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Author: Subject: Liquefaction of Ammonia (Anhydrous)

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shocked.gif posted on 2-4-2009 at 00:48
Liquefaction of Ammonia (Anhydrous)

I am starting a topic:o

There is a good reason for this, on another site several people are discussing ways to generate & liquify anhydrous ammonia @ home/office.

Thus I'd love some input, if you are at all concerned about the ultimate use thereof, avoid responding to the topic is about all I can suggest (unless of course your name is Polverone/Nicodem/something similar, then feel free to delete the post/topic:D)

Now my thoughts to date would be to use the driest source of ammonia gas I know, that produced by heating carefully dried, anhydrous monoammonium/diammonium phosphate (fertiliser - washed to remove the organics, then recrystalised to remove the insolubles). I would suggest this on the principle of dry in = dry out.

My next thought would be to use other pressurised gases to liquify it - in one of two ways, both starting with putting the ammonia gas into a container that can withstand the pressure necessary to liquify ammonia at a given temperature. I would personally prefer that this be done by flushing said container, applying vacuum, then flushing again, finishing with vacuum. Then fill it to whatever pressure you are capable of getting from the gas generator.

Idea 1

To directly add that pressure in the form of an inert gas, probably oxygen/argon (argon for preference). Just by increasing the volume of gas within the container, surely we would achieve our goal simply & cheaply. If we use an inert gas, then surely it would stay above the liquid? So we could, theoretically at least, simply tap off the liquid (taking into account it will be under considerable pressure, like an aerosol)?

Idea 2

Use the basics of refrigeration design to cool the stream of anhydrous ammonia gas by passing it through a gas condenser cooled by the expansion of another pressurised gas (even CO2).

Please feel free to use ridicule, etc;), but above all, I'd love some input on why it won't work. Ideas on what effect the input gas would have on the effect of the pressure required would also be welcomed.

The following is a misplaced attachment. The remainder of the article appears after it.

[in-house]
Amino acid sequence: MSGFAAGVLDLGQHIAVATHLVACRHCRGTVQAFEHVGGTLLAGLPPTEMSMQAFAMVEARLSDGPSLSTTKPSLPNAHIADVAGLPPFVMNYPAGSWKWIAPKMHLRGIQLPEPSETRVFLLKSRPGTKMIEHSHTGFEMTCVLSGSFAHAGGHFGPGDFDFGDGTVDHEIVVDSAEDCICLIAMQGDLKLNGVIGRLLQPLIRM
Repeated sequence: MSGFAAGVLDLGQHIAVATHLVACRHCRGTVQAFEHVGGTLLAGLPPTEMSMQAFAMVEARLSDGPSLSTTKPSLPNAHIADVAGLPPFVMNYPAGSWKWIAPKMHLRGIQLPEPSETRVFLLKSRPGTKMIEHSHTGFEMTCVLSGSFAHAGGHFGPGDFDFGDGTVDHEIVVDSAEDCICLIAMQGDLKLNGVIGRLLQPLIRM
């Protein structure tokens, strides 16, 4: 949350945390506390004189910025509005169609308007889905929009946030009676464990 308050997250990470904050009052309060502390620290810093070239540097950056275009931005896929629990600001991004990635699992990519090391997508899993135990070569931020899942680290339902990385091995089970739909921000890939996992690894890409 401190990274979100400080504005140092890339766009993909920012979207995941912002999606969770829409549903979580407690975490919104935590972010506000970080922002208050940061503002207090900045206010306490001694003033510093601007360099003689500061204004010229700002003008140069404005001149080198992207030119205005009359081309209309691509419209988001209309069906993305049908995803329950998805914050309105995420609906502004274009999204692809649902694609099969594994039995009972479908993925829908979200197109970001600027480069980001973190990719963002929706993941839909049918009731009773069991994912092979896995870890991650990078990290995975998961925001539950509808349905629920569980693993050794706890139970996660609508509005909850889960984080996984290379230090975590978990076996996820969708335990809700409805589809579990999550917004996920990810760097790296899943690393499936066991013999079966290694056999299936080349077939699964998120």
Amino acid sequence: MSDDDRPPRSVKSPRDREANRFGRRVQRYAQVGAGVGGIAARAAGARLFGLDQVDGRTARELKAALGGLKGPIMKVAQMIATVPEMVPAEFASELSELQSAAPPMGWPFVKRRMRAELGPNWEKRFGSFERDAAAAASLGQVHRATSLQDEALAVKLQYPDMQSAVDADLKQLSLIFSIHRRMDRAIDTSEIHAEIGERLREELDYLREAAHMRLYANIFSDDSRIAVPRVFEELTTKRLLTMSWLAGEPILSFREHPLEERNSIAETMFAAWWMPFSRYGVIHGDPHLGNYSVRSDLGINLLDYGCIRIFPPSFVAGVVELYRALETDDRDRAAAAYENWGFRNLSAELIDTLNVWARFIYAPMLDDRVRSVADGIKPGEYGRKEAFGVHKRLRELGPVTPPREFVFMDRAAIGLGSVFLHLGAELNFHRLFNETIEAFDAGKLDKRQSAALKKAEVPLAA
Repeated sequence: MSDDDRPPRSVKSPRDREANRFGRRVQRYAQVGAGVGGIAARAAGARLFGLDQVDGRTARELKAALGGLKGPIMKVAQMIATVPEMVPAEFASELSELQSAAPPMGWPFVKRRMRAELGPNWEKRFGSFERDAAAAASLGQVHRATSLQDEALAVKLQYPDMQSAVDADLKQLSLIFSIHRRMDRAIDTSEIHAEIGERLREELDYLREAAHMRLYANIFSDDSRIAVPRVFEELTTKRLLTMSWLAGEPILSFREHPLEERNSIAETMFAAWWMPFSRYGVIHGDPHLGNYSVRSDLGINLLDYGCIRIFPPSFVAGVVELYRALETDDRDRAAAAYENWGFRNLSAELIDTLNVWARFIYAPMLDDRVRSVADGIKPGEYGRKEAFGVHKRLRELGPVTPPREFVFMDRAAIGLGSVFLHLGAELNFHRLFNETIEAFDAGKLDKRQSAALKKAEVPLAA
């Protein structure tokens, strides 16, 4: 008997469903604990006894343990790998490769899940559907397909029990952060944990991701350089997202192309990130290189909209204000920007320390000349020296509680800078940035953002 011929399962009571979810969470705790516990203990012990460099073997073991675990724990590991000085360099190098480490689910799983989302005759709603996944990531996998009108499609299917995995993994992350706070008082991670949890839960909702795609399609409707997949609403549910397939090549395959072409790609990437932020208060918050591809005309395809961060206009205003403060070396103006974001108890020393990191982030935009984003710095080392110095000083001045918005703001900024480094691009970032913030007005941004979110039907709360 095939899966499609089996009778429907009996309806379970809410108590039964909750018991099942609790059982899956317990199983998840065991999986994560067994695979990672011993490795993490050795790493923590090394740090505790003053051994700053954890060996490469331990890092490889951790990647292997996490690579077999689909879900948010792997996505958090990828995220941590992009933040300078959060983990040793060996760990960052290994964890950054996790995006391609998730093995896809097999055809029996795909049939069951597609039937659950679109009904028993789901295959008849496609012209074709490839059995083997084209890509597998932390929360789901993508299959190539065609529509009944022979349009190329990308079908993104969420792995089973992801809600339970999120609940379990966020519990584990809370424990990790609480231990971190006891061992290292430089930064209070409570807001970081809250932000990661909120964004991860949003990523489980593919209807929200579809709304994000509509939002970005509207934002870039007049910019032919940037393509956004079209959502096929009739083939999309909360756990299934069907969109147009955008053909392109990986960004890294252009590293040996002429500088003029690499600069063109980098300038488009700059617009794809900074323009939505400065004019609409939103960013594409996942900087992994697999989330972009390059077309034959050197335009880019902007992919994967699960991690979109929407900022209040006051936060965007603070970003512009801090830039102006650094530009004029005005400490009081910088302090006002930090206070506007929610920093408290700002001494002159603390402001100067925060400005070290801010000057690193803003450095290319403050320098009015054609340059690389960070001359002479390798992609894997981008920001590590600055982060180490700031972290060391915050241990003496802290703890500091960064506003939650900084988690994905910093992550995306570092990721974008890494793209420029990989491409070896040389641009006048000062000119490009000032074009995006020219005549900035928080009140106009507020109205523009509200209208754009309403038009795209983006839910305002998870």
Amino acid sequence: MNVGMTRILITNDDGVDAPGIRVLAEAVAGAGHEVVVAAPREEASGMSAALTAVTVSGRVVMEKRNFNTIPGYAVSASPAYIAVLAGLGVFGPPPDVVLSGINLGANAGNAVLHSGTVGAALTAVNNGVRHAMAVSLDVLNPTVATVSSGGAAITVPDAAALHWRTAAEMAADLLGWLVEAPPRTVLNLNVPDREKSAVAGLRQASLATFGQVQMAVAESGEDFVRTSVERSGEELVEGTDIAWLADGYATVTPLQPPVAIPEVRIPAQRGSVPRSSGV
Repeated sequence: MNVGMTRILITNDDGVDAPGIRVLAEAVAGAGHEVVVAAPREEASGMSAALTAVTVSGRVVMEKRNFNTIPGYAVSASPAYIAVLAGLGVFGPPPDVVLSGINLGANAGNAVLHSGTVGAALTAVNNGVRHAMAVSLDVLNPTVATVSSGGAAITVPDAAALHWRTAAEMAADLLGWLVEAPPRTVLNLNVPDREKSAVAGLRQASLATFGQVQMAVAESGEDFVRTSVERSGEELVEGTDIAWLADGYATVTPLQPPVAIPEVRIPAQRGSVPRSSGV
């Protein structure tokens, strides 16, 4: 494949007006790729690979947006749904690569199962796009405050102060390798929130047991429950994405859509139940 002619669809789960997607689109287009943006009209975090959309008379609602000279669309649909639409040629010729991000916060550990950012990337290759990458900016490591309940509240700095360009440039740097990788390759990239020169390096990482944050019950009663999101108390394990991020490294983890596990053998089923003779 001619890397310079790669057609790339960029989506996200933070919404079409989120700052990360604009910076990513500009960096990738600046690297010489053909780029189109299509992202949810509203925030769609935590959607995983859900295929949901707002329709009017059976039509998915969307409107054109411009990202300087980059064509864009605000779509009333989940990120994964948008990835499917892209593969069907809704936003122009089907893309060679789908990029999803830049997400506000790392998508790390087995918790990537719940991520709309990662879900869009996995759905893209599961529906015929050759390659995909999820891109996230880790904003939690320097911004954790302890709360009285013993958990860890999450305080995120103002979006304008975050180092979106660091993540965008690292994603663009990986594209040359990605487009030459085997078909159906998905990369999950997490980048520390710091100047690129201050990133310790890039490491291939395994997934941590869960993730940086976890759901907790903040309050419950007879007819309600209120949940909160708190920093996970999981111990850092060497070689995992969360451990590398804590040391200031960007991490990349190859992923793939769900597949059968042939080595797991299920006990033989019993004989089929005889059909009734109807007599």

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PHILOU Zrealone
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[*] posted on 2-4-2009 at 02:33

Aceton + CO2 will get you safely to -80°C, low enought to allow condensation of NH3(g) into liquid NH3 (T.eb.:-33°C) at atmospheric pressure....The gas genarted must pass into drying tube and then into a condensing flask into the cooling mix....

2NH4Cl + CaO --> 2NH3(g) + CaCl2(s) + H2O(l)
Most of the H2O will be caught by the CaCl2 produced, but it is good to put an extra CaCl2(s) drying tube before condensing NH3 into the cold trap.

[Edited on 2-4-2009 by PHILOU Zrealone]

PH Z (PHILOU Zrealone)

"Physic is all what never works; Chemistry is all what stinks and explodes!"-"Life that deadly disease, sexually transmitted."(W.Allen)
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[*] posted on 2-4-2009 at 06:11

Ammonia is a refrigerant. Put it inside the cooling loop inside a suitable refrigerator. Feed gas into the low pressure return and extract liquid before the metering device.
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Mr. Wizard
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[*] posted on 2-4-2009 at 08:43

A couple of things to remember. Anhydrous ammonia can safely be handled in non galvanized (no Zinc or Brass or Copper) steel pipe. The pressure to liquify it is about the same as propane. Anhydrous ammonia has a TREMENDOUS heat capacity. A glass of it will keep itself refrigerated for 24 hours, without insulation. His means you will have to remove the same amount of heat to liquify it. This could be a lot of dry ice using the brute force cooling method. I would recommend using pressure and cold water.

Ammonia has a great affinity to Calcium Chloride and will absorb into it just as it will in water. This precludes using it to remove water. This is actually used in a solar refrigerator:

I would try making a saturated solution of ammonia in water using the ammonia salt/ alkali method or distilling ammonia from diluted solutions. Take this cooled concentrated solution and put it into a steel container that will handle the pressure and heat the solution, forcing the ammonia out of the solution into a cooled container where it can liquify, as in the Icy Ball method:
And this really hands on method:

Lastly, be careful. This stuff will make short work of your eyes. If you get a leak, you will NOT be staying around to stop it, trust me. Even holding your breath doesn't work, as it attacks everything with any moisture in it, eyes, lips, and hidden parts under clothes.

The good news is it quickly dissolves in water from a hose, and the flammable range is so narrow it actually is hard to get it to explode with air. Hard but not impossible.
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